Arrabel, now in the dress, is beckoned by the slimy guy in the shiny suit and hat, into the club where all sorts of people are dancing an energetic tango or variations of it. Many men want to dance with her. She demurs. The middle aged man of the club approaches but then backs away. Another man is intrigued by her and so is Arrabal by him. He is Juan.  But the man is with another woman (Nicole). Jealousy ensures.  Men crowd Arrabal. Juan fights them off. He also has to fight off Nicole.

In the ladies’ room Arrabal meets the other women. They crowd her. She must defend herself. It’s hard especially with Nicole flipping her long blonde hair in her (Arrabel’s) face. Somehow clothes are taken off to the undies and a raunchy dance results. Men arrive. They paw Arrabal. Juan saves her and takes her to her room and puts her to bed and leaves.

In the mean time Arrabal’s father appears to her in dreams and she dances with him. El Puma it seems was a good friend of Arrabal’s father. It’s not clear. They did play together as youngsters. They also protested together and when Arrabal’s father was shot dead, El Puma somehow got the shirt. That is what was in the box and only later in this show did Berta take it out and unfold it so we could see what it was. Perhaps El Puma felt guilty for not doing more for his friend. I don’t know because in the scene in the club when Rodolfo was taken away, El Puma was not highlighted as being there at all.

In the end Arrabal falls in love with Juan. Her grandmother (Abuela)  happens to wander into the club and finds Arrabal and they embrace. Arrabal introduces Abuela Juan. The guy in the shiny suit and hat takes off his hat and gives it to Abuela. It’s the same hat she gave to her son. El Puma reconnects with Abuela. They all do a furious dance in the end and the show concludes with the throbbing music and flashing lights.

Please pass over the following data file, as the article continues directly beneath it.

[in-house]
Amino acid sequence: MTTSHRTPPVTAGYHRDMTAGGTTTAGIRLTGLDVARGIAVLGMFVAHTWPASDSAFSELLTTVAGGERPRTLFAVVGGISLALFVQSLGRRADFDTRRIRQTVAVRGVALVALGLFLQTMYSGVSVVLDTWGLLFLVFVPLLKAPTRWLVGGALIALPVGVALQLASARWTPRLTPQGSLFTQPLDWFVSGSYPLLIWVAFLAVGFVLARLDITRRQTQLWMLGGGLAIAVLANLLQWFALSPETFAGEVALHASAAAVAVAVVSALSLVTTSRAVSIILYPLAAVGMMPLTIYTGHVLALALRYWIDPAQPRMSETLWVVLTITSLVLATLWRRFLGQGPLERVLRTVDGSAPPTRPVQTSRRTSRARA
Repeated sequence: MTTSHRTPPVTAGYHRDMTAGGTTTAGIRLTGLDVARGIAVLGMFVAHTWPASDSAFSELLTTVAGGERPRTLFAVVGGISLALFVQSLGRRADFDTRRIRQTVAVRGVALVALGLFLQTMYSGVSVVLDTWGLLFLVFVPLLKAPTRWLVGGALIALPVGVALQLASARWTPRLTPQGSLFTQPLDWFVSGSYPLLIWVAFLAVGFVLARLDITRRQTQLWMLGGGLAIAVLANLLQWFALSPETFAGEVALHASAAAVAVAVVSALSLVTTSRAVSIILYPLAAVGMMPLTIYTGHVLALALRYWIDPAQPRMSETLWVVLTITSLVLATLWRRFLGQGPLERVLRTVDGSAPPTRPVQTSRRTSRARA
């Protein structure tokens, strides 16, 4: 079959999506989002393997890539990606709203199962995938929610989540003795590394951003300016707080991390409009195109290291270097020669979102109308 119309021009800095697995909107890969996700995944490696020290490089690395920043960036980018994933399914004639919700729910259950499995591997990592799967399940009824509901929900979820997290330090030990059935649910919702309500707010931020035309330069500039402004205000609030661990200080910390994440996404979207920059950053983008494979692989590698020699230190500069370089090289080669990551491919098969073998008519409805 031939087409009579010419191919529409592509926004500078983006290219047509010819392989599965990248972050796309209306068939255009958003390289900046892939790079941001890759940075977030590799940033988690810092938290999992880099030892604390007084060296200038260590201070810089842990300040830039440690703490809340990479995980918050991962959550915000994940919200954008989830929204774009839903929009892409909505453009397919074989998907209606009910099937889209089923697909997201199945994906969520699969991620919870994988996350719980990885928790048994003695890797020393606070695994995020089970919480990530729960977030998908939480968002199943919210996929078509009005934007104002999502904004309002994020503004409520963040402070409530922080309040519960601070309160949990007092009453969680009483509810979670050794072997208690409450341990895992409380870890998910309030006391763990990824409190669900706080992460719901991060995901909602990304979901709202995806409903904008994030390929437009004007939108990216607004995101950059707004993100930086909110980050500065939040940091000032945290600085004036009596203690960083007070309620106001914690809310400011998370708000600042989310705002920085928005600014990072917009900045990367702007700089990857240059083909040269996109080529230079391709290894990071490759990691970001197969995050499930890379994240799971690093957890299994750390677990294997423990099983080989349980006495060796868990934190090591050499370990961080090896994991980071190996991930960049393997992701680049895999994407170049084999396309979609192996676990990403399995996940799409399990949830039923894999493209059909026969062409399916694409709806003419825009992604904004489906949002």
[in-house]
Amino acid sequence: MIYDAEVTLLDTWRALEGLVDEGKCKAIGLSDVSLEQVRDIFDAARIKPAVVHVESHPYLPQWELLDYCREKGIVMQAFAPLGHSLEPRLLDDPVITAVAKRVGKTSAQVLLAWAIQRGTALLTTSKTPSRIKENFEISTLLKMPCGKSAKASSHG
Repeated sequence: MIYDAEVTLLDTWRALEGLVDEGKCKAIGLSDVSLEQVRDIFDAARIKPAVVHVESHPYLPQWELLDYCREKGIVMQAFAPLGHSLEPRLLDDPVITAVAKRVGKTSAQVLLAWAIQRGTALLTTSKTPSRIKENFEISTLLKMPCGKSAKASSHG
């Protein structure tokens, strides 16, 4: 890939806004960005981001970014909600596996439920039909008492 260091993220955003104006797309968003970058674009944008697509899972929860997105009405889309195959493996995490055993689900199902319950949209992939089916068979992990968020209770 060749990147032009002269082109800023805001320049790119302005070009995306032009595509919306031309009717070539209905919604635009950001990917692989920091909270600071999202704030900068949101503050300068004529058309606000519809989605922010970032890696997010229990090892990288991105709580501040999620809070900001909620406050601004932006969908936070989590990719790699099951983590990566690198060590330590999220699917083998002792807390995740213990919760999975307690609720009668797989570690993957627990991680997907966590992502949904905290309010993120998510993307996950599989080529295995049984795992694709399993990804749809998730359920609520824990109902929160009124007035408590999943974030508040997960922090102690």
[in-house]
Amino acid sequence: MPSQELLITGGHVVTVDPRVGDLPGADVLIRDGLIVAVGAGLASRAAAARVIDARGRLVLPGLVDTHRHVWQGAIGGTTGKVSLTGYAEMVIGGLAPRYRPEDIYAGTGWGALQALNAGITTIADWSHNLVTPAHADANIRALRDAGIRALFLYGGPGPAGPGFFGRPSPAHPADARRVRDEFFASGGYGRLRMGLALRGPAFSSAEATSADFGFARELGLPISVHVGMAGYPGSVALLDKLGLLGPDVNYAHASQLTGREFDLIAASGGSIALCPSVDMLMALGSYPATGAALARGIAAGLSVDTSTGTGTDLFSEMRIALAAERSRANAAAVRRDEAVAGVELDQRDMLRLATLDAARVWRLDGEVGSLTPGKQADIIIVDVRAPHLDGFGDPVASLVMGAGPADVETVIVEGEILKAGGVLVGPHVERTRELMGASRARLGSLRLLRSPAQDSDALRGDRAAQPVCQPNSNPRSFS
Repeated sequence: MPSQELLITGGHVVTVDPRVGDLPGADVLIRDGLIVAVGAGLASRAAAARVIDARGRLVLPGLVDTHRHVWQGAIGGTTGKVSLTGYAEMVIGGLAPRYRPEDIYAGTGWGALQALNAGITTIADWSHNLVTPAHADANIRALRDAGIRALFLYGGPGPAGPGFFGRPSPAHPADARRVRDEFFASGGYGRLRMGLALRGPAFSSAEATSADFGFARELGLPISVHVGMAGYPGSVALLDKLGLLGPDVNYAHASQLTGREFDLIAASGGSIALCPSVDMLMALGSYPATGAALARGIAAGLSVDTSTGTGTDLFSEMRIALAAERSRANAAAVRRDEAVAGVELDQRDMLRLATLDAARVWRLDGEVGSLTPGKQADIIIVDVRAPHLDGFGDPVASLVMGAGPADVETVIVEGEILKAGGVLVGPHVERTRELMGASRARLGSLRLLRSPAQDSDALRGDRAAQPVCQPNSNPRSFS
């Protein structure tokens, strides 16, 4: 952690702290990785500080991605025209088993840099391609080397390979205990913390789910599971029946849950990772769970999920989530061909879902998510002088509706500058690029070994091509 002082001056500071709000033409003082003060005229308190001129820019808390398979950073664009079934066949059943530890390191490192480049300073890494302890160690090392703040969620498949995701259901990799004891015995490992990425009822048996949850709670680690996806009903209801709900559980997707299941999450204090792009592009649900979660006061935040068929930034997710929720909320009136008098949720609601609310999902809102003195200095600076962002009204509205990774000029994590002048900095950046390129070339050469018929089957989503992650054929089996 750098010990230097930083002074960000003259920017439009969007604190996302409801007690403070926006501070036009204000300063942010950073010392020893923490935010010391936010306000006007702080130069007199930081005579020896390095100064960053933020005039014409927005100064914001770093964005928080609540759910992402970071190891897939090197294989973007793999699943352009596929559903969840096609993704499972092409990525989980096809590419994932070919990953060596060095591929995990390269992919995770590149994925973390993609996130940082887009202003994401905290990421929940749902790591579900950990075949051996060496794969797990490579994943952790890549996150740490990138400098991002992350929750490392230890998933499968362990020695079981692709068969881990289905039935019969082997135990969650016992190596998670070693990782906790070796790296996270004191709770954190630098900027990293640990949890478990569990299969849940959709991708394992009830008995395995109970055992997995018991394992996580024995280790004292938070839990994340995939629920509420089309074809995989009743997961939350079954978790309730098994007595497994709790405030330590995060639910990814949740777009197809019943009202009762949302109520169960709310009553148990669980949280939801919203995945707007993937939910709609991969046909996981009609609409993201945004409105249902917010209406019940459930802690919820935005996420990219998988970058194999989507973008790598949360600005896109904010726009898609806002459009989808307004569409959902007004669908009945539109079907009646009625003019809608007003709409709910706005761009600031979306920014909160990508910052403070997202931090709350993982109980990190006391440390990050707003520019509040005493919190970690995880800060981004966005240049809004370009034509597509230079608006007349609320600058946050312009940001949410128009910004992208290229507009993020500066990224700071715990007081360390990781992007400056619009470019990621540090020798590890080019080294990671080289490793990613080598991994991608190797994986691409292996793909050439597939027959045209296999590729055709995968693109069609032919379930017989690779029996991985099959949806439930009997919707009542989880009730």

I hated this show.

Exhausting, mystifying and so confusing you wonder if all those who worked on this for three years were actually in the same room talking to each other about how it just doesn’t make sense.

It’s a nice idea to think that you can tell a complex political story in dance, mime and projections, but it doesn’t work here. At every turn every indication is that this show is mean for an Argentine audience who would understand the history and the language. Why have the world premier in Toronto? Just because Sergio Trujillo, the director/co-choreographer is from Toronto? Think again, please.

All the scenes in the program are in English but it’s so dark in the theatre during the show, you couldn’t read it. Call me crazy but I thought the show was supposed to tell me where I am in the progress of the show. Or am I supposed to guess?

The names of the songs and music are in Spanish with no translation. Mystifying.

Sometimes people sing a mournful or angry song, again, in Spanish with no translation. Mystifying.

The story is so spotty and lacking in information and detail that it made my teeth hurt because I was gritting them. The music is so loud and throbbing it’s like you are being rammed into submission.

The tempi are the same. No variation. The music is not memorable, and I don’t care how many Academy Awards  Gustabo Santaolalla won (Breakback Mountain, Babel) or how energetically Bajofondo played—they also co-composed the music.

The dancing is terrific but I want to know what contribution Mr. Trujillo made and what Julio Zurita contributed.

There are several characters named in the program, in order of appearance, but since some of them are on stage before the show starts, giving the audience a tango lesson,  who knows who anyone is. Only Arrabal is actually named. Perhaps I’m supposed to figure this out by looking at their pictures in the program—which I can’t read in the dark.

Arrabal needs another pass, perhaps by people not so invested in it, to be edited with a sharp eye and no sentiment. At the moment it’s just a loud dance show with a story that seems to be serious that makes no sense to an audience that doesn’t know the history or the language.